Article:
Using Cardboard and Paper Wisely in the Compost and the Garden



Q. I'm a devoted fan of your show looking for composting advice. Many gardening websites recommend adding shredded paper to your compost pile. I'm concerned that the ink on printed paper contains chemicals, and I won't have a truly organic compost come next spring. So should I add paper? Not add paper? Help!
---Anne in Doylestown, PA
A. Unfortunately, many people who give composting advice have never actually done it, are not thinking their recommendations through, or both. I've composted for 25 years, tend to think things through maybe too much, and don't like the idea of composting paper for many reasons.

Paper is one of the most easily recycled materials in today's enlightened world. Virtually everyone has an easy way to get old newspapers, magazines and mixed paper into a stream where it gets turned into more paper, tissues, toilet paper or some other essential element of modern society, thus reducing the need for the raw material needed to make virgin paper (otherwise known as 'trees').

While some modern inks (like the soy-based inks that have become popular in newspaper printing) are fairly innocuous, inks that are made for some other purposes still use petroleum and metals in their manufacture. (A good example is slick paper, where soy inks dry too slowly to be practical.) In addition, some paper itself has been bleached with chlorine, a particularly nasty player whose breakdown produces dangerous dioxins.

Most importantly, there is little to no nutrition left in processed paper, and it won't add much—if any—fertilizing or disease-preventing power to the finished product. That's why I'm always yelling at allayouse to collect and shred massive amounts of fall leaves; shredded leaves make the finest disease-preventing, soil-enhancing, plant-feeding compost. If you have a compost pile where the predominant "brown materials" are paper instead of leaves, you are creating the equivalent of a heavily-processed artificial fast food for your plants. Compost made with shredded leaves is minimally processed, high quality slow food—and it's local too!
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Old 12-07-2015, 07:34 PM
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DEFINITELY compost the chicken waste first BEFORE putting it on your garden! Chicken manure is very "hot"...it can actually BURN your plants if you don't compost it first.
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Old 12-08-2015, 06:14 AM
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...don't like the idea of composting paper for many reasons.

... inks that are made for some other purposes still use petroleum and metals in their manufacture. (A good example is slick paper, where soy inks dry too slowly to be practical.) In addition, some paper itself has been bleached with chlorine, a particularly nasty player whose breakdown produces dangerous dioxins.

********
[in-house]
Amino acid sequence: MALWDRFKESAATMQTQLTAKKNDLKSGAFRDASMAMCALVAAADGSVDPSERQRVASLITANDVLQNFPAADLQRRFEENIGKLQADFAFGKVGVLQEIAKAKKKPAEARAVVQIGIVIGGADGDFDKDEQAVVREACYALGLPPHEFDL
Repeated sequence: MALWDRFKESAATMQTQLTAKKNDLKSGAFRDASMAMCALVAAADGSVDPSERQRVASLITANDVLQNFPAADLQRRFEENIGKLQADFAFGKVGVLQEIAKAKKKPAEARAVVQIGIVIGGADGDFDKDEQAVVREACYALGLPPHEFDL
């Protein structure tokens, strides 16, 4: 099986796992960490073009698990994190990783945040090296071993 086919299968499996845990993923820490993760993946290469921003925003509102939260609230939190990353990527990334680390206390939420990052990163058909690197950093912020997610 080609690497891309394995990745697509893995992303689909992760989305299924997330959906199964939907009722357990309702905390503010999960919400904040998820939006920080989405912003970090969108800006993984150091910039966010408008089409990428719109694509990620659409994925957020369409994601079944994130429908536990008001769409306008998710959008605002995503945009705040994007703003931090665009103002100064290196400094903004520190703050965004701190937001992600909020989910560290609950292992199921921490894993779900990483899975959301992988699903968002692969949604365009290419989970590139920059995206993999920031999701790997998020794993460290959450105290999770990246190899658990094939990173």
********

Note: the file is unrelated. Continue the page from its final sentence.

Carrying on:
Most importantly, there is little to no nutrition left in processed paper, and it won't add much—if any—fertilizing or disease-preventing power to the finished product.

What this ^ ^ says...at the very least, newspaper has lots of stuff that isn't good for your garden.

I use shavings and the deep litter method.
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Old 12-08-2015, 09:35 AM
c.r.tactical c.r.tactical is offline
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I get the shredded paper from work for FREE by the truck load if I want.
I don't produce enough wood shavings from my other hobbies to make that a realistic option.
In general I add a fresh couple inches of the shredded paper every couple days and clean out and replace completely about once every 2 weeks. I under stand the risk of the paper treatment posing a threat to the garden, but I was hoping that the composing process could render it safe???
Thanks to all the advise on this post I will be composting before adding to the garden. If it is deemed that the shredded paper will be an issue for the garden I will continue to search for alternatives. I will be adding the additional suspects to the compost as well.
If I could find a place to get wood shavings for free I would switch to that.

Thanks all for the help!
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Old 12-08-2015, 01:16 PM
Florida Jean Florida Jean is online now
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I use leaves, grass cuttings, and wood chips in my coop.

They all get dumped in a 'vacant' garden spot where I also presently am tossing extra grass clippings, light branches, misc. steer poop, leaves, etc. At some point I will use that garden space again, but not for awhile. Don't bother turning or anything.

Curious. When my chickens get ahold of some newspaper they like to eat it. Makes their poop very watery. Do your chickens eat any of the newspaper? Have watery poop?

I do put chicken poop [with misc. leaves/chips] in a bucket of water and let it sit to make chicken poop tea sometimes. [Getting partial to using steer poop all the time in the garden and as cow poop tea.]

Anyway, I would suppose that the newspaper shreds, with poop, would dissolve in enough water in a bucket to be usable that way. After a few days minimum [depends upon the heat, I have noticed that the hotter it is the faster the 'tea' brews and is safe to put on plants].
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Old 12-08-2015, 01:38 PM
c.r.tactical c.r.tactical is offline
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I use leaves, grass cuttings, and wood chips in my coop.

They all get dumped in a 'vacant' garden spot where I also presently am tossing extra grass clippings, light branches, misc. steer poop, leaves, etc. At some point I will use that garden space again, but not for awhile. Don't bother turning or anything.

Curious. When my chickens get ahold of some newspaper they like to eat it. Makes their poop very watery. Do your chickens eat any of the newspaper? Have watery poop?

I do put chicken poop [with misc. leaves/chips] in a bucket of water and let it sit to make chicken poop tea sometimes. [Getting partial to using steer poop all the time in the garden and as cow poop tea.]

Anyway, I would suppose that the newspaper shreds, with poop, would dissolve in enough water in a bucket to be usable that way. After a few days minimum [depends upon the heat, I have noticed that the hotter it is the faster the 'tea' brews and is safe to put on plants].
Its not news paper. Just regular printer paper from the office.
I was a bit scared they would try eating it as well but if they tried it, they must have not liked it. their poop is still "normal".